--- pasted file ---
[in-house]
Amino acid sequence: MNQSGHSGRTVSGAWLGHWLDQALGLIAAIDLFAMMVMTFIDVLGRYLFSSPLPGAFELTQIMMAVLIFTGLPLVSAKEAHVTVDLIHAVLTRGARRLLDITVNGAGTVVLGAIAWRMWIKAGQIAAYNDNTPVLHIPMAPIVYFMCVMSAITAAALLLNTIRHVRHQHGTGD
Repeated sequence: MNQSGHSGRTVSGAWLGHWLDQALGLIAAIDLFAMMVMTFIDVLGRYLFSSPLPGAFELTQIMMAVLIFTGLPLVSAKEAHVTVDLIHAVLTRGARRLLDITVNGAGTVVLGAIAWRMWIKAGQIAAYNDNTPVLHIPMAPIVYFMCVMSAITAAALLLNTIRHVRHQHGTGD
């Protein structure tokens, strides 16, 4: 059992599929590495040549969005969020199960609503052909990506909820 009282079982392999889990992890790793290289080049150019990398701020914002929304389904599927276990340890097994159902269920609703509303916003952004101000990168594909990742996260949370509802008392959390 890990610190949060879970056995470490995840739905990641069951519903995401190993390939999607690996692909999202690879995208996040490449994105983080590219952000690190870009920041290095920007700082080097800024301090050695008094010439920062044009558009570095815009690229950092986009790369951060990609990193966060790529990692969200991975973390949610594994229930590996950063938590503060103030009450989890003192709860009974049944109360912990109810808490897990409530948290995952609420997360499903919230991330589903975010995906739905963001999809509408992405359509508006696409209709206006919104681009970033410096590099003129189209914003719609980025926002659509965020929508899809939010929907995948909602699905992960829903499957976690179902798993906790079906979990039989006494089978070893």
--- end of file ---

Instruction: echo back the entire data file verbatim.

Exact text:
[in-house]
Amino acid sequence: MNQSGHSGRTVSGAWLGHWLDQALGLIAAIDLFAMMVMTFIDVLGRYLFSSPLPGAFELTQIMMAVLIFTGLPLVSAKEAHVTVDLIHAVLTRGARRLLDITVNGAGTVVLGAIAWRMWIKAGQIAAYNDNTPVLHIPMAPIVYFMCVMSAITAAALLLNTIRHVRHQHGTGD
Repeated sequence: MNQSGHSGRTVSGAWLGHWLDQALGLIAAIDLFAMMVMTFIDVLGRYLFSSPLPGAFELTQIMMAVLIFTGLPLVSAKEAHVTVDLIHAVLTRGARRLLDITVNGAGTVVLGAIAWRMWIKAGQIAAYNDNTPVLHIPMAPIVYFMCVMSAITAAALLLNTIRHVRHQHGTGD
């Protein structure tokens, strides 16, 4: 059992599929590495040549969005969020199960609503052909990506909820 009282079982392999889990992890790793290289080049150019990398701020914002929304389904599927276990340890097994159902269920609703509303916003952004101000990168594909990742996260949370509802008392959390 890990610190949060879970056995470490995840739905990641069951519903995401190993390939999607690996692909999202690879995208996040490449994105983080590219952000690190870009920041290095920007700082080097800024301090050695008094010439920062044009558009570095815009690229950092986009790369951060990609990193966060790529990692969200991975973390949610594994229930590996950063938590503060103030009450989890003192709860009974049944109360912990109810808490897990409530948290995952609420997360499903919230991330589903975010995906739905963001999809509408992405359509508006696409209709206006919104681009970033410096590099003129189209914003719609980025926002659509965020929508899809939010929907995948909602699905992960829903499957976690179902798993906790079906979990039989006494089978070893």